Carter stated that the best antidote against racism is excellence and performance.

Red Ball Express is a term used on railroads to describe “priority freight” (Wright 2005, 8). On railroads, the term Red Ball means “priority goods” (Wright (2005). After Allied logisticians lacked the foresight to plan, a provisional trucks brigade maintained a long distance supply system. The Communications Zone Motor Transport Service headed by Colonel LorenAyers was in charge for the Red Ball Express. Under Colonel Clarence Richmond’s leadership, the Advance Section of Communications Zone Motor Transport Brigade was responsible for operating and scrounging trucks. The route was from Saint Lo forward supply depots to La Coupe-Chartres staging area, just outside Paris. Because the roads could not handle heavy traffic in both directions, the suppliers created a one-way road loop that was only open to Red Ball traffic. The northern half and shorter loop road was used by the vehicles with loads, and the other half was used for empty vehicles. Motor Transport Brigade reduced the Red Ball Express’s trucks to their most vital ones. On August 25, 1943, 3,358 trucks were organized into 67 groups. Red Ball drivers were able to deliver 4,482 tonnes on August 25, 1944, prompting the Motor Transport Brigade unit to increase the number trucks it gives to the Red Ball unit. Four days later the Express reached its peak, with 132 firms, almost 6,000 trucks and 12,342 tons. The drivers traded vehicles in order to maintain the mission’s continuous operation.

The mission was urgent and this urgency spread to all positions. Media coverage was extensive for the Red Ball Express. Red Ball units, who were given a high level of attention by the media, were portrayed as highly skilled drivers, who drove tirelessly to deliver their cargo. The drivers wanted to live to this image. To ensure that drivers stayed in command, they were given a list with regulations. Almost all drivers ignored these regulations. Red Ball Express drivers were rushing to reach their destination, skipping meals, breaks and sleep. The leadership accepted these actions diplomatically (Barnett 1993). The mission was vital and required all effort. Red Ball Express shipped 89.900 tonnes of supplies between September 5 and 6. After Generals George Patton & Courtney Hodges diverted their forces, starting in Paris, the unit followed them. After 81 days, the Red Ball Express demobilized in November 1944. It had delivered 412 913 tons of supplies. The eager troops delivered 5,098 ton of supplies per day, helping the Allies defeat Axis. Red Ball Express argued for the benefits of modern logistics and techniques by bolstering offensive troops that would otherwise leave behind their supply lines. The unit saved the day for those who desperately needed support after destroying railroads across France that could have helped the Allies move through France.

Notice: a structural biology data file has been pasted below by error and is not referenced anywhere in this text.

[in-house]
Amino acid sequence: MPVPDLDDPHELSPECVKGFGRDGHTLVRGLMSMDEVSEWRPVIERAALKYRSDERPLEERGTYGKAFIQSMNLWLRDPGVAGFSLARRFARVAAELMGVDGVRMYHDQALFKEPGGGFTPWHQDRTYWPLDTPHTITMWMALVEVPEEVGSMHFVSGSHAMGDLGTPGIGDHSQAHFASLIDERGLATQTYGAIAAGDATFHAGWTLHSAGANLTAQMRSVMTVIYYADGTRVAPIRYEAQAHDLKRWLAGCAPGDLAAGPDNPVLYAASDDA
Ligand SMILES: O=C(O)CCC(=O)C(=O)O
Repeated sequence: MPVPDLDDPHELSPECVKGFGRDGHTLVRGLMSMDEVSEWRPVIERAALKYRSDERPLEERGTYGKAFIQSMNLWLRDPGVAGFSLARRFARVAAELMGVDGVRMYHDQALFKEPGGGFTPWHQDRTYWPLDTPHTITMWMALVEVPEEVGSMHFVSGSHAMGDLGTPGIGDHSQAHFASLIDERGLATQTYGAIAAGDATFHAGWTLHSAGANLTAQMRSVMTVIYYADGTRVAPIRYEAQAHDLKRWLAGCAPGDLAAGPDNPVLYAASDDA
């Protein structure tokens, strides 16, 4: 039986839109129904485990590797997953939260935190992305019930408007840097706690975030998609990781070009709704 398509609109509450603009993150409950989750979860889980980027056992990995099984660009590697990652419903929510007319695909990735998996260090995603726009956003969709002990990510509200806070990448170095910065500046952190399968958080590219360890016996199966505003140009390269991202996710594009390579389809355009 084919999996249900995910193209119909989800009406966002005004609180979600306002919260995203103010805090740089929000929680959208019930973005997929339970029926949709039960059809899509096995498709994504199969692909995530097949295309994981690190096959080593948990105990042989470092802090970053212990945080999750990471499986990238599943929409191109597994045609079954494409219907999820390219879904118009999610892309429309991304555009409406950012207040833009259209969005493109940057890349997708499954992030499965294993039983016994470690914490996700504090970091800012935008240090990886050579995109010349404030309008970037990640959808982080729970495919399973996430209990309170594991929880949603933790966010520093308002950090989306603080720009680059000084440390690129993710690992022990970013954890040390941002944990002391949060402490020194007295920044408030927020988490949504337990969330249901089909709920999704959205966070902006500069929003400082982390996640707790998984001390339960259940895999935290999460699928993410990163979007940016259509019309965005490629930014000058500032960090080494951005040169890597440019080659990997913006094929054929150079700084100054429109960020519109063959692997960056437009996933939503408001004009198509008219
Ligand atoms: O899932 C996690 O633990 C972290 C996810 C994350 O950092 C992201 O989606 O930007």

The presence in the United States of black troops caused white mob violence against African Americans. After World War II blacks moved in to urban areas as whites migrated out into the suburbs. Levit towns on Long Island in New York and Bucks County in Pennsylvania restricted the occupancy of whites. Carter talks of his constant struggle to be regarded as an army soldier while on base. However, this was taken away from him once he went off-base. He became a ‘just like any other Negro in Alabama’. Larrie is a veteran soldier who captured an American flag on Moratai by taking a Japanese officer who had surrendered. He was disappointed to not be honored with a parade at his home in Chesterfield, South Carolina (Horan 1994).